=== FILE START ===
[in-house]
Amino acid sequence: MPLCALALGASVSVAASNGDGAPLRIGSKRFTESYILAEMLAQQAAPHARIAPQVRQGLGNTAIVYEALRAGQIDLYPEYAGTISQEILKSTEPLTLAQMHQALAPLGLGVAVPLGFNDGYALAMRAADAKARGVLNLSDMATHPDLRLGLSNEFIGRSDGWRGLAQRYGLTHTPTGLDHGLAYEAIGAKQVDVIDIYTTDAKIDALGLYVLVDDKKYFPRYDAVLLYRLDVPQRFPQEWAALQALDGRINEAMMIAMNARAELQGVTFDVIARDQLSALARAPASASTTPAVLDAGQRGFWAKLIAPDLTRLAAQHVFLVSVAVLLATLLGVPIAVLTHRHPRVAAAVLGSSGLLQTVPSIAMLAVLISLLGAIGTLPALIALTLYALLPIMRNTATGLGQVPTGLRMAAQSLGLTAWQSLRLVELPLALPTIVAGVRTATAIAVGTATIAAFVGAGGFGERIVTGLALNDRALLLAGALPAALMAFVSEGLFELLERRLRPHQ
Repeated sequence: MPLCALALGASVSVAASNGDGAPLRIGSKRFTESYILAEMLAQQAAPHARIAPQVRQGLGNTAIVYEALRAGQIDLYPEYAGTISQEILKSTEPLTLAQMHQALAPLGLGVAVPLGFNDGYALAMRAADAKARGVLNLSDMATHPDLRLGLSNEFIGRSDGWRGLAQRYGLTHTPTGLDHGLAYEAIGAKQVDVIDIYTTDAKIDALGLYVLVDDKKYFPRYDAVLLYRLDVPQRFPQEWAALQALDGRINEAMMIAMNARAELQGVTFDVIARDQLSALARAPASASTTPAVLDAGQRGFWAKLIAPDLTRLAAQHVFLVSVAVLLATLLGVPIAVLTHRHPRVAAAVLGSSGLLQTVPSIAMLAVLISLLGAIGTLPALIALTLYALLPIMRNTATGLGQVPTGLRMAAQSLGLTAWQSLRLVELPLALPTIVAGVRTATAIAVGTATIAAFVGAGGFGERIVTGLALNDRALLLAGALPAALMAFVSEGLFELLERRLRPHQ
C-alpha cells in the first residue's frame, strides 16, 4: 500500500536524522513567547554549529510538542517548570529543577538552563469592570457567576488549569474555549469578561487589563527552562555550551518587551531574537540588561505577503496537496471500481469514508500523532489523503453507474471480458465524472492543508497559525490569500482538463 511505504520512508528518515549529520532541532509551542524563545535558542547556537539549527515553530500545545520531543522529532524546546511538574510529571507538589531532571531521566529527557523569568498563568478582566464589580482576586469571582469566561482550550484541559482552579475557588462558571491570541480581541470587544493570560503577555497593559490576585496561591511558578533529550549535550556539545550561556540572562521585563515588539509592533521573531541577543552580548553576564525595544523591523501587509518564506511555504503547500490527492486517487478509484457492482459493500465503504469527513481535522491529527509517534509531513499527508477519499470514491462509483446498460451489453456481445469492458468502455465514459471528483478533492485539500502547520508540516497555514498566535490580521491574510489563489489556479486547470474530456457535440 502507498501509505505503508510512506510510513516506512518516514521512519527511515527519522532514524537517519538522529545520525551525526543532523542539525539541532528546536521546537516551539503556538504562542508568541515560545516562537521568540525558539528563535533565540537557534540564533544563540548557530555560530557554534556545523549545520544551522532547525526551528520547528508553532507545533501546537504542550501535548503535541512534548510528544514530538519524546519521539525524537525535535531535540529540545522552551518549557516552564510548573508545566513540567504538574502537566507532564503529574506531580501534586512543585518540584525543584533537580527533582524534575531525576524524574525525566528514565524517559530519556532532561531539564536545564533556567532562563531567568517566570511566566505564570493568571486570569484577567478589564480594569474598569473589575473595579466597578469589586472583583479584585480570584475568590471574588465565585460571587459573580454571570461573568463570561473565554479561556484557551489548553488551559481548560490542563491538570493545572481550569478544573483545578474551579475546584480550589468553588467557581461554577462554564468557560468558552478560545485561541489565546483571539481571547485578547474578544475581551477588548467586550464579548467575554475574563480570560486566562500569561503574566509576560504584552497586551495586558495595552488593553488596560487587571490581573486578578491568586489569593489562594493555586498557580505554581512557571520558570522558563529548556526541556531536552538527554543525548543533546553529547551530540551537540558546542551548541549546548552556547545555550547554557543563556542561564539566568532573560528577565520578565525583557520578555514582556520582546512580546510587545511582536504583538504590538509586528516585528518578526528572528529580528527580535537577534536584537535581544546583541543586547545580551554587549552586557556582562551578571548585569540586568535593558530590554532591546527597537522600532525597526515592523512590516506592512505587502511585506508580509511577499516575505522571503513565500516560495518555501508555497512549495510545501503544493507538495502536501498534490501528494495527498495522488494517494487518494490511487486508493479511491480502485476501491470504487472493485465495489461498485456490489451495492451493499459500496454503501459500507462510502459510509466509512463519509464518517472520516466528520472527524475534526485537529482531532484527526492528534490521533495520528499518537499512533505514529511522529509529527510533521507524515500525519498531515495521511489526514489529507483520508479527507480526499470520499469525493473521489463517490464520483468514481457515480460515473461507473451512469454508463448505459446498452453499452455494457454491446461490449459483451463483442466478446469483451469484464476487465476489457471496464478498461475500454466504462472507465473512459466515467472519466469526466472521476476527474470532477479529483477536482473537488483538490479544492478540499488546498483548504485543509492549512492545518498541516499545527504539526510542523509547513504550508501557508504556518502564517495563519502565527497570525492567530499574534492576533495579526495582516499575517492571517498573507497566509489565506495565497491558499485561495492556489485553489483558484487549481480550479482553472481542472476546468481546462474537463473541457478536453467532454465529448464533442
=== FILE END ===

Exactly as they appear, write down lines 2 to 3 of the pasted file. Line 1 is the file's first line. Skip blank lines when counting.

Amino acid sequence: MPLCALALGASVSVAASNGDGAPLRIGSKRFTESYILAEMLAQQAAPHARIAPQVRQGLGNTAIVYEALRAGQIDLYPEYAGTISQEILKSTEPLTLAQMHQALAPLGLGVAVPLGFNDGYALAMRAADAKARGVLNLSDMATHPDLRLGLSNEFIGRSDGWRGLAQRYGLTHTPTGLDHGLAYEAIGAKQVDVIDIYTTDAKIDALGLYVLVDDKKYFPRYDAVLLYRLDVPQRFPQEWAALQALDGRINEAMMIAMNARAELQGVTFDVIARDQLSALARAPASASTTPAVLDAGQRGFWAKLIAPDLTRLAAQHVFLVSVAVLLATLLGVPIAVLTHRHPRVAAAVLGSSGLLQTVPSIAMLAVLISLLGAIGTLPALIALTLYALLPIMRNTATGLGQVPTGLRMAAQSLGLTAWQSLRLVELPLALPTIVAGVRTATAIAVGTATIAAFVGAGGFGERIVTGLALNDRALLLAGALPAALMAFVSEGLFELLERRLRPHQ
Repeated sequence: MPLCALALGASVSVAASNGDGAPLRIGSKRFTESYILAEMLAQQAAPHARIAPQVRQGLGNTAIVYEALRAGQIDLYPEYAGTISQEILKSTEPLTLAQMHQALAPLGLGVAVPLGFNDGYALAMRAADAKARGVLNLSDMATHPDLRLGLSNEFIGRSDGWRGLAQRYGLTHTPTGLDHGLAYEAIGAKQVDVIDIYTTDAKIDALGLYVLVDDKKYFPRYDAVLLYRLDVPQRFPQEWAALQALDGRINEAMMIAMNARAELQGVTFDVIARDQLSALARAPASASTTPAVLDAGQRGFWAKLIAPDLTRLAAQHVFLVSVAVLLATLLGVPIAVLTHRHPRVAAAVLGSSGLLQTVPSIAMLAVLISLLGAIGTLPALIALTLYALLPIMRNTATGLGQVPTGLRMAAQSLGLTAWQSLRLVELPLALPTIVAGVRTATAIAVGTATIAAFVGAGGFGERIVTGLALNDRALLLAGALPAALMAFVSEGLFELLERRLRPHQ